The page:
Ted Holt is the senior technical editor at The Four Hundred and editor of the former Four Hundred Guru newsletter at Guild Companies. Holt is Senior Software Developer with Profound Logic, a maker of application development tools for the IBM i platform, and contributes to the development of new and existing products with a team that includes fellow IBM i luminaries Scott Klement and Brian May. In addition to developing products, Holt supports Profound Logic with customer training and technical documentation.
February 13, 2017 Ted Holt
SQL PL, the powerful, easy-to-learn procedural database language that IBM ships with all versions of DB2, allows you to identify any executable statement or compound statement with a label. I can’t think of a better day than today for us to think about why we might want to do that.
As a minimalist programmer, I avoid useless code, and that includes unnecessary labels. In the following paragraphs, I will list only the cases that require labels.
But first, a few ground rules.
- As with CL, a label name is followed by a colon when used to identify a statement.
January 18, 2017 Ted Holt
In earlier editions of this august publication, I covered the SQL PL looping structures that I consider to be the most useful. Today I cover the remaining looping structures. I cover them for completeness, but also because what I consider to be most useful may not be what you consider to be most useful.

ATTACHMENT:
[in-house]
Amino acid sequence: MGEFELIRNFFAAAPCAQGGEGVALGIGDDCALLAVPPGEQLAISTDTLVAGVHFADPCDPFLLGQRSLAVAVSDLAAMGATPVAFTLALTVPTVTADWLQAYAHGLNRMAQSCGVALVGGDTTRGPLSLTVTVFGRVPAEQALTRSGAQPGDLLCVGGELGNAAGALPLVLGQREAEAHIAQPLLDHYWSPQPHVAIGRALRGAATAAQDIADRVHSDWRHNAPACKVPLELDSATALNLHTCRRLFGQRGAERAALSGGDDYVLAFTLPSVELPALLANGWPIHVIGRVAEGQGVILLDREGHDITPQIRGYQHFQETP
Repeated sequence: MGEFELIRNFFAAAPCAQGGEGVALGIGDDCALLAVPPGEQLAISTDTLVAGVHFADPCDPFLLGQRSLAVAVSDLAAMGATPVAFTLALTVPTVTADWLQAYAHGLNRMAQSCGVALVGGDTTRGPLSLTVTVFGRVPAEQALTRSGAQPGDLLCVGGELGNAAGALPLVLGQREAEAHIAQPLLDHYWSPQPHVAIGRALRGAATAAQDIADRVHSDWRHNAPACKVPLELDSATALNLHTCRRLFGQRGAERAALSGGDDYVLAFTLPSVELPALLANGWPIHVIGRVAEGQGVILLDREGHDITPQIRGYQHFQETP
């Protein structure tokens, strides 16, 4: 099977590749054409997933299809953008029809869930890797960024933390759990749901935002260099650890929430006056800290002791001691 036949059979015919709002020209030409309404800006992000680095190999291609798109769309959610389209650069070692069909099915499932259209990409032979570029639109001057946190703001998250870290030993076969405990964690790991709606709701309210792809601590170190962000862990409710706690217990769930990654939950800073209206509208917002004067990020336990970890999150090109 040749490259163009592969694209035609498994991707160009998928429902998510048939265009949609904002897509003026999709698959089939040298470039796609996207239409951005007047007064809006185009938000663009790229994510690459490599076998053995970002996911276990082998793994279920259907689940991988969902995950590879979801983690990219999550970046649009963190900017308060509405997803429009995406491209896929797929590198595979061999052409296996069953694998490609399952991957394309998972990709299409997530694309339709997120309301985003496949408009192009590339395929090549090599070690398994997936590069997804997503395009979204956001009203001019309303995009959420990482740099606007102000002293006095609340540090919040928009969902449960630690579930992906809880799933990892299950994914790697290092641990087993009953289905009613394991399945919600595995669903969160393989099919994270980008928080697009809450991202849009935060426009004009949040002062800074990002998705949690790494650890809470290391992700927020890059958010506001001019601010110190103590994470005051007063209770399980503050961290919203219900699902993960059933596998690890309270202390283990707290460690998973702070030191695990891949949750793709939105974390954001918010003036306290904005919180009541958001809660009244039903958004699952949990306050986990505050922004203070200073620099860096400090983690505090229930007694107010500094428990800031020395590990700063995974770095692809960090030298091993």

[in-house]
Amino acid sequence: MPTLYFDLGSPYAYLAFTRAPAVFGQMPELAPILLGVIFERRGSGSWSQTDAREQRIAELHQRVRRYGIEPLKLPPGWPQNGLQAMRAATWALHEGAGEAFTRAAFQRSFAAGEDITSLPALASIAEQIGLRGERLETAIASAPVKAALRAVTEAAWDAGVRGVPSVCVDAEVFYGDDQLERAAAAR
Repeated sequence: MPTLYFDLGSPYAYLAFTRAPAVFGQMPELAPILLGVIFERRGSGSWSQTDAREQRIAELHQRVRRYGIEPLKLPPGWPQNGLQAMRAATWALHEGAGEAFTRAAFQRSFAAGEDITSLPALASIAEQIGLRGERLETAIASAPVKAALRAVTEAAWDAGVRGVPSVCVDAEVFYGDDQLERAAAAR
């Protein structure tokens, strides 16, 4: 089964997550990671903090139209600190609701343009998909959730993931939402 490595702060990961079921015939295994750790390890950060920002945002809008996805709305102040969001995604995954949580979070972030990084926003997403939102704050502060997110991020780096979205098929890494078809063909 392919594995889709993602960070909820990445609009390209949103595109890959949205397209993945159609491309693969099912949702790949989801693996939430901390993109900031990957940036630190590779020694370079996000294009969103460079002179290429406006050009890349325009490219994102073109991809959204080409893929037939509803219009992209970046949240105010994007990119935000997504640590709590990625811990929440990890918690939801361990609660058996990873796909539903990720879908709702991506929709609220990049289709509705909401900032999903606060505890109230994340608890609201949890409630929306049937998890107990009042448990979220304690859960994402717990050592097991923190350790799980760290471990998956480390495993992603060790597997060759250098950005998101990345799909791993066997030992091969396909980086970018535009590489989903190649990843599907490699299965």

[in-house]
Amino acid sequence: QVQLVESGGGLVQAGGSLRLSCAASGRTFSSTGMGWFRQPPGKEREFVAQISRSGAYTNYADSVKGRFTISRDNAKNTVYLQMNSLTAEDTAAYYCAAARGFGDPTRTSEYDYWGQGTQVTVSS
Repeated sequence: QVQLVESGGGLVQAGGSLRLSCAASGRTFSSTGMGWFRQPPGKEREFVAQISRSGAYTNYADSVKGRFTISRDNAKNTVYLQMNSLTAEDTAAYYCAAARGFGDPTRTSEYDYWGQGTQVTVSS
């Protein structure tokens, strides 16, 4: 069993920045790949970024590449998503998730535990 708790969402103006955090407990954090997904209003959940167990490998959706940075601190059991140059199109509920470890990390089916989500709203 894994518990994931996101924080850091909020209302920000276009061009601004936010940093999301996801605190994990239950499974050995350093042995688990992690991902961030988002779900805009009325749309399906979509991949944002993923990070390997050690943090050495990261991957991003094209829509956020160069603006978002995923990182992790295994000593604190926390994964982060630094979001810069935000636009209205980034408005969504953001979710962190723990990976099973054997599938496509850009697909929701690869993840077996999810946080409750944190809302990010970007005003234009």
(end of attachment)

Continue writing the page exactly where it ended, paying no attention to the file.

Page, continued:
To review, the FOR loop provides a simple way to process the rows of a result set. LOOP structure is versatile, providing the freedom to exit a loop from any point. The remaining loop structures are WHILE and REPEAT.
The WHILE loop is a top-tested loop. …Read more
December 13, 2016 Hey, Mike:
I’m trying to use a SELECT/INTO embedded SQL statement in an RPG program that accesses a table that includes a BLOB(20K) column. The INTO target is an externally defined data structure based on the table. However, I get compiler errors unless I remove the BLOB column from the table. What’s up with that?
—Four Hundred Guru reader
The problem is that RPG doesn’t have a native data type equivalent of a BLOB (or the other large object types CLOB/DBCLOB, for that matter.) The reason for this is that large object types can be up to 2GB in size, far
November 15, 2016 Hey, Ted:
I have a problem with an FTP script. I wish to send a file in QTEMP to a remote system, but the script tries to send the file from QGPL instead. The PUT command does not tell which library to send the file from because our standards prohibit the use of hard-coded library names. Any thoughts will be appreciated.
I commend you and other wise people in your shop for outlawing the hard-coding of library names, Al. The library list is a wonderful feature of IBM i, a feature that is sorely missing from other database systems. I have
August 30, 2016 Hey, Ted:
Sending Escape Messages from RPG is a great article. Your program defines the message data parameter as 80 bytes of character data, but the IBM Knowledge Center defines MSGDTA as char(*) with notes saying it can be up to 32,767 bytes. I would like a variable longer than 80 bytes, but instead of coding 100 today, 120 next project, and so on, how could I code it to take full advantage of the API?